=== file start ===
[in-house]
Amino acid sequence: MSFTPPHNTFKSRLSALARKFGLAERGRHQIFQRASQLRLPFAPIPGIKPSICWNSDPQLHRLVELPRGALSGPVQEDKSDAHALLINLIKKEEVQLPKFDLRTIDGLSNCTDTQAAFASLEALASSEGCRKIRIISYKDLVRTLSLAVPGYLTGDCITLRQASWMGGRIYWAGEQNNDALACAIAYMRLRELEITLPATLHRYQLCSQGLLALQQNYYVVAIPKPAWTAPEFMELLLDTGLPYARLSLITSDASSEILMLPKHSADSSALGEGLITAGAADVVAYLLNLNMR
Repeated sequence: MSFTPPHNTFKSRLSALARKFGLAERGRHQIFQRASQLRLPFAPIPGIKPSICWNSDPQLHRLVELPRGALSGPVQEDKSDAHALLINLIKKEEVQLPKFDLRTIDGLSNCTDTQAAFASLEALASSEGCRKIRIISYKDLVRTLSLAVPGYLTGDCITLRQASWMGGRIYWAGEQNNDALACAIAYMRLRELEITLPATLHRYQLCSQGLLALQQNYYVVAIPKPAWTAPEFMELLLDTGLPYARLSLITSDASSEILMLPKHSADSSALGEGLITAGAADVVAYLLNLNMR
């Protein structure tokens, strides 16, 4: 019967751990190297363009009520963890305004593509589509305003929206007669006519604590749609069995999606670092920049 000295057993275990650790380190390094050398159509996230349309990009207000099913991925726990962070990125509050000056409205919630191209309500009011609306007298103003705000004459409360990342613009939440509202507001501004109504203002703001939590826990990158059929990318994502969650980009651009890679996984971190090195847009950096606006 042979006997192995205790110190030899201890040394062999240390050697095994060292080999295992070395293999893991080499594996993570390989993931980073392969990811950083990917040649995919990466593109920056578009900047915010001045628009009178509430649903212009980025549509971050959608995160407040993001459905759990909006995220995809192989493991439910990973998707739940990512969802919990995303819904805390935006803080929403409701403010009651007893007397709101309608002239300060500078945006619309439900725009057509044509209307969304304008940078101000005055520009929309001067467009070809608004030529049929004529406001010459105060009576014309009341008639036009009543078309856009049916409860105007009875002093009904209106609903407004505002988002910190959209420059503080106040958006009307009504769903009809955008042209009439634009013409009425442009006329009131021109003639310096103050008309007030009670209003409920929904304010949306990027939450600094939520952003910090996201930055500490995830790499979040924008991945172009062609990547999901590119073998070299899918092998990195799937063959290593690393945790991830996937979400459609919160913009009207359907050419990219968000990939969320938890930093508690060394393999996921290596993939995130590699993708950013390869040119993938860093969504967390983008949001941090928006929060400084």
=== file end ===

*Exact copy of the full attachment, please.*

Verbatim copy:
[in-house]
Amino acid sequence: MSFTPPHNTFKSRLSALARKFGLAERGRHQIFQRASQLRLPFAPIPGIKPSICWNSDPQLHRLVELPRGALSGPVQEDKSDAHALLINLIKKEEVQLPKFDLRTIDGLSNCTDTQAAFASLEALASSEGCRKIRIISYKDLVRTLSLAVPGYLTGDCITLRQASWMGGRIYWAGEQNNDALACAIAYMRLRELEITLPATLHRYQLCSQGLLALQQNYYVVAIPKPAWTAPEFMELLLDTGLPYARLSLITSDASSEILMLPKHSADSSALGEGLITAGAADVVAYLLNLNMR
Repeated sequence: MSFTPPHNTFKSRLSALARKFGLAERGRHQIFQRASQLRLPFAPIPGIKPSICWNSDPQLHRLVELPRGALSGPVQEDKSDAHALLINLIKKEEVQLPKFDLRTIDGLSNCTDTQAAFASLEALASSEGCRKIRIISYKDLVRTLSLAVPGYLTGDCITLRQASWMGGRIYWAGEQNNDALACAIAYMRLRELEITLPATLHRYQLCSQGLLALQQNYYVVAIPKPAWTAPEFMELLLDTGLPYARLSLITSDASSEILMLPKHSADSSALGEGLITAGAADVVAYLLNLNMR
């Protein structure tokens, strides 16, 4: 019967751990190297363009009520963890305004593509589509305003929206007669006519604590749609069995999606670092920049 000295057993275990650790380190390094050398159509996230349309990009207000099913991925726990962070990125509050000056409205919630191209309500009011609306007298103003705000004459409360990342613009939440509202507001501004109504203002703001939590826990990158059929990318994502969650980009651009890679996984971190090195847009950096606006 042979006997192995205790110190030899201890040394062999240390050697095994060292080999295992070395293999893991080499594996993570390989993931980073392969990811950083990917040649995919990466593109920056578009900047915010001045628009009178509430649903212009980025549509971050959608995160407040993001459905759990909006995220995809192989493991439910990973998707739940990512969802919990995303819904805390935006803080929403409701403010009651007893007397709101309608002239300060500078945006619309439900725009057509044509209307969304304008940078101000005055520009929309001067467009070809608004030529049929004529406001010459105060009576014309009341008639036009009543078309856009049916409860105007009875002093009904209106609903407004505002988002910190959209420059503080106040958006009307009504769903009809955008042209009439634009013409009425442009006329009131021109003639310096103050008309007030009670209003409920929904304010949306990027939450600094939520952003910090996201930055500490995830790499979040924008991945172009062609990547999901590119073998070299899918092998990195799937063959290593690393945790991830996937979400459609919160913009009207359907050419990219968000990939969320938890930093508690060394393999996921290596993939995130590699993708950013390869040119993938860093969504967390983008949001941090928006929060400084």